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Consulting and compromising: the (non-)religious policy preferences of British MEPs

Research output: Contribution to journalJournal article


<mark>Journal publication date</mark>06/2014
<mark>Journal</mark>Religion, State and Society
Issue number2-3
Number of pages16
Pages (from-to)180-195
<mark>Original language</mark>English


The United Kingdom (UK) provides an important case study when analysing the influence of religious attitudes and values on political behaviour in the European Union. Our research shows British Members of the European Parliament (MEPs) to be relatively at ease working with the different faith-based organisations which seek to influence the European policy process - and much more so than many of their colleagues from other member states. This can potentially be explained by the more ‘pluralist’ political culture which is prevalent in the UK, and can also be related to the comparably high rates of non-church attendance amongst the British sample which facilitates their even-handedness towards different groups. This, in turn, produces a resistance to allowing religious factors to disproportionately influence European policy-making.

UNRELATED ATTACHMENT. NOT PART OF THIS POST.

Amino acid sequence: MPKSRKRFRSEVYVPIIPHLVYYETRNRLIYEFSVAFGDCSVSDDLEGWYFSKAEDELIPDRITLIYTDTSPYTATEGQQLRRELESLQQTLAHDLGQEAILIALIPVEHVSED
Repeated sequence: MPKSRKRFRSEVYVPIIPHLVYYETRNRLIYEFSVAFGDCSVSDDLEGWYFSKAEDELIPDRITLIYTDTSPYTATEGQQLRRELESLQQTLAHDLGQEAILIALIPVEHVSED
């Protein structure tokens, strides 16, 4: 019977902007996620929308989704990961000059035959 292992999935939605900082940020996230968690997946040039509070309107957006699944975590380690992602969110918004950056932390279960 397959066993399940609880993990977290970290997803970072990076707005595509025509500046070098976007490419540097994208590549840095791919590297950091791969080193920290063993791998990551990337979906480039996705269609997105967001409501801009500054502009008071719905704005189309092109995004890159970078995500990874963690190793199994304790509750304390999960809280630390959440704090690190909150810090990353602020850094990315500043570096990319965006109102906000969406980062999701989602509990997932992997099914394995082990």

Bibliographic note

The final, definitive version of this article has been published in the Journal, Religion, State and Society, 42 (2-3), 2014, © Informa Plc